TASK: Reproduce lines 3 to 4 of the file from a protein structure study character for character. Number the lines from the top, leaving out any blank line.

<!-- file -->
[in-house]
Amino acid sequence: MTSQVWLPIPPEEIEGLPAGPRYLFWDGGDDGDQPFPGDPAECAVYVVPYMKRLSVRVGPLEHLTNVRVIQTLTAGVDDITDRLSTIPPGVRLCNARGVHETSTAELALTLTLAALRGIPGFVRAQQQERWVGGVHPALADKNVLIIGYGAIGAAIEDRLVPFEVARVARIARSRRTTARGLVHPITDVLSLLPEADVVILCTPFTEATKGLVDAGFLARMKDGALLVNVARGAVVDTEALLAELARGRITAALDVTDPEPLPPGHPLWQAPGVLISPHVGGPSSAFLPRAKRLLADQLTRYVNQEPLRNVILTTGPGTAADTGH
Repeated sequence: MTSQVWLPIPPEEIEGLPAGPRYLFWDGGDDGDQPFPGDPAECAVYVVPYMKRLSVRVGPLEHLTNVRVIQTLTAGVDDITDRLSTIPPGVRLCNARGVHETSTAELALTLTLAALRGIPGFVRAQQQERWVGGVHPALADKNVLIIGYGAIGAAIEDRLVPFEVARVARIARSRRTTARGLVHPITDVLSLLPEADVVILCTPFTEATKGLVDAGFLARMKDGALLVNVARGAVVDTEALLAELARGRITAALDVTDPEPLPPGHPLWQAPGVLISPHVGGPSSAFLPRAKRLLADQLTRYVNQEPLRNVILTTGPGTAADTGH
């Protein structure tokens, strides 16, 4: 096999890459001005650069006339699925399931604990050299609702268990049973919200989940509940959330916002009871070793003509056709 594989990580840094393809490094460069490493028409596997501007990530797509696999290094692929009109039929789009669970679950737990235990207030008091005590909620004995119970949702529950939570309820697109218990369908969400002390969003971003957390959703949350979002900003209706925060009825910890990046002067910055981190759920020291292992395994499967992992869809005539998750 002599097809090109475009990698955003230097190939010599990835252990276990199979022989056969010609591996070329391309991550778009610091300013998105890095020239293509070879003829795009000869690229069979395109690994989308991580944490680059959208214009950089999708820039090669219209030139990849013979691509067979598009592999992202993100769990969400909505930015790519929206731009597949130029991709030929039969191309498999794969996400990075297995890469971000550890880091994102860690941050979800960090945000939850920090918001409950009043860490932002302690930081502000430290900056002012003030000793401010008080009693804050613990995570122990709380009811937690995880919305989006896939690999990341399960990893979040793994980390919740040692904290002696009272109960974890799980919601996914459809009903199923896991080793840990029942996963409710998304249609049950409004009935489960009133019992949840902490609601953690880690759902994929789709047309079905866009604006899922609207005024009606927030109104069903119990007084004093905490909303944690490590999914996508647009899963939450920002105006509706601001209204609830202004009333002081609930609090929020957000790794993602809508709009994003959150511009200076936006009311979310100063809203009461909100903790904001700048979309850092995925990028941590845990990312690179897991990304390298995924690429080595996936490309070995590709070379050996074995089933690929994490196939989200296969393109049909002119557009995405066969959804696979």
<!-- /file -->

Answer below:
Repeated sequence: MTSQVWLPIPPEEIEGLPAGPRYLFWDGGDDGDQPFPGDPAECAVYVVPYMKRLSVRVGPLEHLTNVRVIQTLTAGVDDITDRLSTIPPGVRLCNARGVHETSTAELALTLTLAALRGIPGFVRAQQQERWVGGVHPALADKNVLIIGYGAIGAAIEDRLVPFEVARVARIARSRRTTARGLVHPITDVLSLLPEADVVILCTPFTEATKGLVDAGFLARMKDGALLVNVARGAVVDTEALLAELARGRITAALDVTDPEPLPPGHPLWQAPGVLISPHVGGPSSAFLPRAKRLLADQLTRYVNQEPLRNVILTTGPGTAADTGH
């Protein structure tokens, strides 16, 4: 096999890459001005650069006339699925399931604990050299609702268990049973919200989940509940959330916002009871070793003509056709 594989990580840094393809490094460069490493028409596997501007990530797509696999290094692929009109039929789009669970679950737990235990207030008091005590909620004995119970949702529950939570309820697109218990369908969400002390969003971003957390959703949350979002900003209706925060009825910890990046002067910055981190759920020291292992395994499967992992869809005539998750 002599097809090109475009990698955003230097190939010599990835252990276990199979022989056969010609591996070329391309991550778009610091300013998105890095020239293509070879003829795009000869690229069979395109690994989308991580944490680059959208214009950089999708820039090669219209030139990849013979691509067979598009592999992202993100769990969400909505930015790519929206731009597949130029991709030929039969191309498999794969996400990075297995890469971000550890880091994102860690941050979800960090945000939850920090918001409950009043860490932002302690930081502000430290900056002012003030000793401010008080009693804050613990995570122990709380009811937690995880919305989006896939690999990341399960990893979040793994980390919740040692904290002696009272109960974890799980919601996914459809009903199923896991080793840990029942996963409710998304249609049950409004009935489960009133019992949840902490609601953690880690759902994929789709047309079905866009604006899922609207005024009606927030109104069903119990007084004093905490909303944690490590999914996508647009899963939450920002105006509706601001209204609830202004009333002081609930609090929020957000790794993602809508709009994003959150511009200076936006009311979310100063809203009461909100903790904001700048979309850092995925990028941590845990990312690179897991990304390298995924690429080595996936490309070995590709070379050996074995089933690929994490196939989200296969393109049909002119557009995405066969959804696979």